Crisp Wars

Visualisation of the benefits of a crisp war

Around 1977 there was a war going on. A very serious war indeed. It was a war of competition between the two leading brands of crisp manufacture. The details are vague but the important thing was that the price of crisps went down very suddenly. This was a time when the price of everything else was going up. Petrol went from 30p to 50p per gallon! Omg!

I think of it as the time when my crisps addiction truly began. Before this we couldn’t afford to buy crisps for ourselves and had to rely on them being in little bowls at parties or being given a whole packet as a special treat. During The Crisp War you could buy a packet of crisps for five pence, and you could get five pence for yourself pretty easily compared to the 10p or 12p they had previously cost.

Children now may be surprised to hear that crisps were so expensive compared to other food. After all, if you can buy a bag now for 10p or less, how is it that they cost this in the Seventies? First, we had real crisps back then – the sort that cost 40p or more for a packet now – not that godawful maize garbage that is served up for 10p a time and disintegrates to nothing the minute you touch it (though we did have Wotsits). Next point, it’s all about supply and demand. More crisps are manufactured now by more brands and supermarkets sell multipacks. Back then you bought one packet at a time and you were grateful for the privilege.

Why were crisps so special? They were a food that you didn’t have to prepare yourself or wait for it to cook. That isn’t so special anymore but back then it was, trust me on this.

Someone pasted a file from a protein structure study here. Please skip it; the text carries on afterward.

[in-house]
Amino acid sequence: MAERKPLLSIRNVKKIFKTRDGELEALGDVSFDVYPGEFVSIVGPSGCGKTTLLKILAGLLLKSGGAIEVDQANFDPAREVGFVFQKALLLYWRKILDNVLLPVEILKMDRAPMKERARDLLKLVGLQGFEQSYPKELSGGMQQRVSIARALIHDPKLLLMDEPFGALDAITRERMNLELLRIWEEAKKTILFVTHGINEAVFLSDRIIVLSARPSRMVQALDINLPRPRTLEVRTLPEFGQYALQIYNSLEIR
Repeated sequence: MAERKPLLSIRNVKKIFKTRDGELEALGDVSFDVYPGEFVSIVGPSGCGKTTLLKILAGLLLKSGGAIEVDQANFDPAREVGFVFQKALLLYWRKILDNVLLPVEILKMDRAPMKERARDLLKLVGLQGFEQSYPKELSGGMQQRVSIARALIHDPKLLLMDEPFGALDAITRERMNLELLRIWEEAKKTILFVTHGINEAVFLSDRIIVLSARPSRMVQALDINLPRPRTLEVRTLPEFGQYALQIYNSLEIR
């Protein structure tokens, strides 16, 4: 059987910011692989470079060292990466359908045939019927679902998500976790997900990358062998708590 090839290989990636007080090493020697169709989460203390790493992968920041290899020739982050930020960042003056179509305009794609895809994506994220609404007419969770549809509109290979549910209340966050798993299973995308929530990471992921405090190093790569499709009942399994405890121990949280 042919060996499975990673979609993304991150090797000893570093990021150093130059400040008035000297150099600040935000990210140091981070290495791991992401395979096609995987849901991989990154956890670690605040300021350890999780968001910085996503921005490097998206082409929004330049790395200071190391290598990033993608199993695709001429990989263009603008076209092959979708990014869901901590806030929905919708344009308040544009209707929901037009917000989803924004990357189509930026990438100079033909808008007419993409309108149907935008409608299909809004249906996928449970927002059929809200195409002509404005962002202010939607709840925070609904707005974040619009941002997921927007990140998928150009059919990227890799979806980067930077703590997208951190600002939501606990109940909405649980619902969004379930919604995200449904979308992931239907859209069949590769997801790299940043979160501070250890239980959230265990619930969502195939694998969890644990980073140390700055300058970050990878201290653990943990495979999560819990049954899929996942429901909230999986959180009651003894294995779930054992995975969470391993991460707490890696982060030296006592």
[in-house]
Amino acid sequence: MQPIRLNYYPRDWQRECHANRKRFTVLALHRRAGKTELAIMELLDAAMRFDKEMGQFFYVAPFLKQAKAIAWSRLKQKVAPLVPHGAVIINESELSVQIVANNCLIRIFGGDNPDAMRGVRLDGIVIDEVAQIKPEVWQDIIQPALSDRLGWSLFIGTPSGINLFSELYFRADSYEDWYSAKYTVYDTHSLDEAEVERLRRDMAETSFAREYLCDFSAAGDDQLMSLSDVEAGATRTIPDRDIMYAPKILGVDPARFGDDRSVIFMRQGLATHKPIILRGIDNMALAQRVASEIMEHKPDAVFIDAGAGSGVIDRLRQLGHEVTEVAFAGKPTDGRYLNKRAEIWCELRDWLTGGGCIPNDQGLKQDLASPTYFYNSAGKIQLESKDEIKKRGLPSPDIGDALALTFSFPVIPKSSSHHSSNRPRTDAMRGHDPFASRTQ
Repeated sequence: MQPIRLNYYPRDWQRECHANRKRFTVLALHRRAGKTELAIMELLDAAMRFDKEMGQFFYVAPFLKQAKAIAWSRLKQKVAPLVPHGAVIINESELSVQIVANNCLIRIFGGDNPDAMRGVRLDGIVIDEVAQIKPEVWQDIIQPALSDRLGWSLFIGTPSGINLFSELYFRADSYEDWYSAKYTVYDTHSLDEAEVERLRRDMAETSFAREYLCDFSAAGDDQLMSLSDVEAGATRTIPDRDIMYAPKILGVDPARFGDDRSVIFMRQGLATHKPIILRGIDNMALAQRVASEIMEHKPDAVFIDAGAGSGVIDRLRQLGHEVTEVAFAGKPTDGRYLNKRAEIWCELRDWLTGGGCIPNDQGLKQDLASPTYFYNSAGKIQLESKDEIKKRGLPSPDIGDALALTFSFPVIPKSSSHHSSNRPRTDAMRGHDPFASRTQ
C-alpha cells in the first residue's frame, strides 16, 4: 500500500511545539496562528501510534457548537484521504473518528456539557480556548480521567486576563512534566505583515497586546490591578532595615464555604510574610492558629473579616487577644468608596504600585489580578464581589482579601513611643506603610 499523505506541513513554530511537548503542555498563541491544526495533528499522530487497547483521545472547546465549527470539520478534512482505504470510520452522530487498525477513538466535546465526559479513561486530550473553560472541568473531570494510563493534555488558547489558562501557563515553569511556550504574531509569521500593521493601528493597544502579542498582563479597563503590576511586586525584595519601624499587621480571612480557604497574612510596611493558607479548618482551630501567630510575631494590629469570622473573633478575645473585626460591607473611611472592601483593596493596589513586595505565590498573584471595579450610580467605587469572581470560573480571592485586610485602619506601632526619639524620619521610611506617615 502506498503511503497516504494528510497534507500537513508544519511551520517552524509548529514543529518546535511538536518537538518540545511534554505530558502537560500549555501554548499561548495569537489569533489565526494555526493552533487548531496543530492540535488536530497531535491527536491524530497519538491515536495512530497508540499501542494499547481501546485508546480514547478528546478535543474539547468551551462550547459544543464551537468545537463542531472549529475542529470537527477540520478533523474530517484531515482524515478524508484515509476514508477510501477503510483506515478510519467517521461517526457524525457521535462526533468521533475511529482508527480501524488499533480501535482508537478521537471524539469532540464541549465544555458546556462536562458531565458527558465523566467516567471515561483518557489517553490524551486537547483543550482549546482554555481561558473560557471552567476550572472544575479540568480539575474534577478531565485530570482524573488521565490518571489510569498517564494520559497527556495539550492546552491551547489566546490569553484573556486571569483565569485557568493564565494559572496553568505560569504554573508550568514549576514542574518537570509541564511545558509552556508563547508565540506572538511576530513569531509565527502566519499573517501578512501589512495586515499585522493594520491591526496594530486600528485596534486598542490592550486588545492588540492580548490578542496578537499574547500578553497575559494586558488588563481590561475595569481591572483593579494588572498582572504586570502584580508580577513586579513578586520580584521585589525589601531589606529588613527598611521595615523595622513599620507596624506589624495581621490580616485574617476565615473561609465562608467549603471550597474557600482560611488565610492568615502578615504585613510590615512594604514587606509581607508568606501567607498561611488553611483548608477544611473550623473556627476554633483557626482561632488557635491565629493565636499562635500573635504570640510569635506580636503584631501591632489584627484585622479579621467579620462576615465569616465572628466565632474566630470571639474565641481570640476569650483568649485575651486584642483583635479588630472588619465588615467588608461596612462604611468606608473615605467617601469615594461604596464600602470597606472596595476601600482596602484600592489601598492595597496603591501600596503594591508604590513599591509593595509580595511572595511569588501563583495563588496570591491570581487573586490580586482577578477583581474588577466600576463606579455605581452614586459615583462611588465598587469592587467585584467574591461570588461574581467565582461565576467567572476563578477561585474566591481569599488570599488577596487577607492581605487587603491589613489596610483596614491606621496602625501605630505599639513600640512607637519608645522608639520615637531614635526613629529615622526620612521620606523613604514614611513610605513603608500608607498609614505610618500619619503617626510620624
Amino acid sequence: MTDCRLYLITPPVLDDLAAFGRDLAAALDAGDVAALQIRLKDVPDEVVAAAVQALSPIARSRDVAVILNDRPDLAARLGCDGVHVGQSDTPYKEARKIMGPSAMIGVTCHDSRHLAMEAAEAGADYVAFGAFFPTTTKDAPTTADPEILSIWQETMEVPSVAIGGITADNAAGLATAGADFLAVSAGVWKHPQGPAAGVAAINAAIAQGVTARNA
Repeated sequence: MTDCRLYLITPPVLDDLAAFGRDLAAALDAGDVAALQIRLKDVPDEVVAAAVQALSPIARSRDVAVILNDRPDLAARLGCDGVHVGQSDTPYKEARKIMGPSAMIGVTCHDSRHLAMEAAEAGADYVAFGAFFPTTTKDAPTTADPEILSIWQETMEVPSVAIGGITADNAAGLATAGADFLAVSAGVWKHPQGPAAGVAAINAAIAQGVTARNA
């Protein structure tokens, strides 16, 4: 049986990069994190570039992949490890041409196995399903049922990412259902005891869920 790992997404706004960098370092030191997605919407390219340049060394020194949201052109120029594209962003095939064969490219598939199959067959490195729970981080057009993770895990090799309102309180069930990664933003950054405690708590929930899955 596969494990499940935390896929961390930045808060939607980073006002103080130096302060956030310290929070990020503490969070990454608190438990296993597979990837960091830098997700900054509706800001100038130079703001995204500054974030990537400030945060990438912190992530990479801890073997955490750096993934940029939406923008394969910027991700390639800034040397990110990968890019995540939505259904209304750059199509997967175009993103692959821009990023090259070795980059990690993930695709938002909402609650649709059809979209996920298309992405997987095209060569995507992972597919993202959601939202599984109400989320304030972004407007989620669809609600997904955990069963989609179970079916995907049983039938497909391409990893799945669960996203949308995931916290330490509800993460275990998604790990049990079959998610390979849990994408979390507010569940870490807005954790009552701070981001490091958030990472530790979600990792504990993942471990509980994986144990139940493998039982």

Josie Henley-Einion, author, blogger, Legend in my own Living Room

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Corona Dandelion and Burdock

My 1970's vision of Dandelion and Burdock heaven

Corona pop was delivered to our door once a week, on a Friday. It came in large glass bottles for 60p and you got 10p return on the bottle. We had one bottle each and could choose our flavour. The basic flavours were lemonade, orangeade, raspberry, cola, dandelion & burdock and mixed fruit (which was Vimto but we weren’t allowed to call it that). You could also get bitter lemon and other mixers which Mum got at Christmas.

My favourite was dandelion & burdock which I used to get every week. My sisters would change what they got. We also got a bottle of lemonade to share, which we weren’t allowed to open until Sunday dinner. Even now, if I’ve had a roast dinner and drunk something fizzy afterwards, the gravy burps that follow take me right back to my childhood.

I remember my little sis getting lemonade one time and we thought she was cheating and drinking from the communal bottle. Also if two of us got the same flavour then we would make marks on the label so we knew if someone else had drunk some.

One April Fools’ Day we took a mug of dandelion & burdock to Mum in bed instead of her usual mug of black coffee. She twigged because it was cold, not because of the taste or fizz. I got to drink it at breakfast then, which was unheard of.

What killed Corona deliveries was a combination of Soda Stream and supermarkets. It’s a shame.


Josie Henley-Einion, author, blogger, Legend in my own Living Room